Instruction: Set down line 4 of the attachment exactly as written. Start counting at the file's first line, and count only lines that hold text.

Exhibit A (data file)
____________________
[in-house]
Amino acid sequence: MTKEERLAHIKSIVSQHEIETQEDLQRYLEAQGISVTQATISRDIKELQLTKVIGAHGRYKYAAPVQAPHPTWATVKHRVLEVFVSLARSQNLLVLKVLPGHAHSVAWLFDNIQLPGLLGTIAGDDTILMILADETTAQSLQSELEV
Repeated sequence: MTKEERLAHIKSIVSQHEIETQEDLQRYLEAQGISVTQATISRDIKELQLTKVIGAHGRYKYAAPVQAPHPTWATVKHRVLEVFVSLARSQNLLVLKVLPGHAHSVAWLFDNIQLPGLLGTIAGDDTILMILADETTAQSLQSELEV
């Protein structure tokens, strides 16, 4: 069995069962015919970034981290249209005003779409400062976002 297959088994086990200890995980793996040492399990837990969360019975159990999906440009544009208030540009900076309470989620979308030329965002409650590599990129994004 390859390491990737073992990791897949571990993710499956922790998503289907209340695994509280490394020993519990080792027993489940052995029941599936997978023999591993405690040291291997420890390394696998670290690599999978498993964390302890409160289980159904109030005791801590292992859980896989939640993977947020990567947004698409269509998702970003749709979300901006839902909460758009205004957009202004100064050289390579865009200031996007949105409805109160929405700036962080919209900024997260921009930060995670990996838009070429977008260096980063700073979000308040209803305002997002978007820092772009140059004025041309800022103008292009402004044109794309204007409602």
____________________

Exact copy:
């Protein structure tokens, strides 16, 4: 069995069962015919970034981290249209005003779409400062976002 297959088994086990200890995980793996040492399990837990969360019975159990999906440009544009208030540009900076309470989620979308030329965002409650590599990129994004 390859390491990737073992990791897949571990993710499956922790998503289907209340695994509280490394020993519990080792027993489940052995029941599936997978023999591993405690040291291997420890390394696998670290690599999978498993964390302890409160289980159904109030005791801590292992859980896989939640993977947020990567947004698409269509998702970003749709979300901006839902909460758009205004957009202004100064050289390579865009200031996007949105409805109160929405700036962080919209900024997260921009930060995670990996838009070429977008260096980063700073979000308040209803305002997002978007820092772009140059004025041309800022103008292009402004044109794309204007409602």